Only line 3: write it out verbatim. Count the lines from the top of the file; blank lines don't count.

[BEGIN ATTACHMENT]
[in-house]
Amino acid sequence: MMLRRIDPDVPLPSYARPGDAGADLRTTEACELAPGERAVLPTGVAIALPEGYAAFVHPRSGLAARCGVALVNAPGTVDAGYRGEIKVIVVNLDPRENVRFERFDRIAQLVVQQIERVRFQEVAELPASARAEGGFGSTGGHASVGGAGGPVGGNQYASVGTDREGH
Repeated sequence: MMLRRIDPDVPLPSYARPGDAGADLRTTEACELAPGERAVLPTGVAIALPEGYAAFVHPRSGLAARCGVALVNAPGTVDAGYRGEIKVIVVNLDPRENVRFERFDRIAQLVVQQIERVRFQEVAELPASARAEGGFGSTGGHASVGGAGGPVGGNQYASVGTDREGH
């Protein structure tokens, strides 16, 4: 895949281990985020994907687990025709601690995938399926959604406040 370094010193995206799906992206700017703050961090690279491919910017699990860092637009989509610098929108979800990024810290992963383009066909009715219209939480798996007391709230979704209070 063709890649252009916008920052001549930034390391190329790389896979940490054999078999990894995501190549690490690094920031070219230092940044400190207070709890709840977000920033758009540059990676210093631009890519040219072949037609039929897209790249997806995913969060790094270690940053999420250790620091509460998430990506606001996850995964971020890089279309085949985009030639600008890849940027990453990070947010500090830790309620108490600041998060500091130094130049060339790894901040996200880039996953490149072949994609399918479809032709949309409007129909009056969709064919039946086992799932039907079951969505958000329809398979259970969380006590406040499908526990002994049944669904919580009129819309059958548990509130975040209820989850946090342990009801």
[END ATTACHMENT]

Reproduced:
Repeated sequence: MMLRRIDPDVPLPSYARPGDAGADLRTTEACELAPGERAVLPTGVAIALPEGYAAFVHPRSGLAARCGVALVNAPGTVDAGYRGEIKVIVVNLDPRENVRFERFDRIAQLVVQQIERVRFQEVAELPASARAEGGFGSTGGHASVGGAGGPVGGNQYASVGTDREGH